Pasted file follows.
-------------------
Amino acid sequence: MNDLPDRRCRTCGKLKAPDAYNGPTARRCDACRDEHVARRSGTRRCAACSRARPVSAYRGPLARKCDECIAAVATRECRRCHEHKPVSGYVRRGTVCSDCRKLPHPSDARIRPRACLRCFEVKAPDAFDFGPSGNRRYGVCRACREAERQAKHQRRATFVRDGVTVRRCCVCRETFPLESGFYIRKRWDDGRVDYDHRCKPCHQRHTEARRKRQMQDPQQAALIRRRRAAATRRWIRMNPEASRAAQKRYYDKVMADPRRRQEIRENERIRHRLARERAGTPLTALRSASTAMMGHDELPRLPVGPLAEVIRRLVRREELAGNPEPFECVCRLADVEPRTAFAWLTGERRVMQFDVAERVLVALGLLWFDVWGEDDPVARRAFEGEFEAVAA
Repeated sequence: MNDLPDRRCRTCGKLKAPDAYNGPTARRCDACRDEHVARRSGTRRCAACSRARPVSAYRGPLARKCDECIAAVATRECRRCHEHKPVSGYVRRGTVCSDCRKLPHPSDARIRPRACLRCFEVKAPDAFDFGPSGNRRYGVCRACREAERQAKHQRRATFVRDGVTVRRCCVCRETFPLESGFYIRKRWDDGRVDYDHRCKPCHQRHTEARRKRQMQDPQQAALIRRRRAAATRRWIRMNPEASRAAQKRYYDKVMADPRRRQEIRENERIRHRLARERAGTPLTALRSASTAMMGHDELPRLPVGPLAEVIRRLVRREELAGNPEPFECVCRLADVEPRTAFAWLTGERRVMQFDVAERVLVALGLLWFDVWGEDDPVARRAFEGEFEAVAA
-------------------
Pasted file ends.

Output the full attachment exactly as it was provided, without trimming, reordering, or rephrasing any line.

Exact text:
Amino acid sequence: MNDLPDRRCRTCGKLKAPDAYNGPTARRCDACRDEHVARRSGTRRCAACSRARPVSAYRGPLARKCDECIAAVATRECRRCHEHKPVSGYVRRGTVCSDCRKLPHPSDARIRPRACLRCFEVKAPDAFDFGPSGNRRYGVCRACREAERQAKHQRRATFVRDGVTVRRCCVCRETFPLESGFYIRKRWDDGRVDYDHRCKPCHQRHTEARRKRQMQDPQQAALIRRRRAAATRRWIRMNPEASRAAQKRYYDKVMADPRRRQEIRENERIRHRLARERAGTPLTALRSASTAMMGHDELPRLPVGPLAEVIRRLVRREELAGNPEPFECVCRLADVEPRTAFAWLTGERRVMQFDVAERVLVALGLLWFDVWGEDDPVARRAFEGEFEAVAA
Repeated sequence: MNDLPDRRCRTCGKLKAPDAYNGPTARRCDACRDEHVARRSGTRRCAACSRARPVSAYRGPLARKCDECIAAVATRECRRCHEHKPVSGYVRRGTVCSDCRKLPHPSDARIRPRACLRCFEVKAPDAFDFGPSGNRRYGVCRACREAERQAKHQRRATFVRDGVTVRRCCVCRETFPLESGFYIRKRWDDGRVDYDHRCKPCHQRHTEARRKRQMQDPQQAALIRRRRAAATRRWIRMNPEASRAAQKRYYDKVMADPRRRQEIRENERIRHRLARERAGTPLTALRSASTAMMGHDELPRLPVGPLAEVIRRLVRREELAGNPEPFECVCRLADVEPRTAFAWLTGERRVMQFDVAERVLVALGLLWFDVWGEDDPVARRAFEGEFEAVAA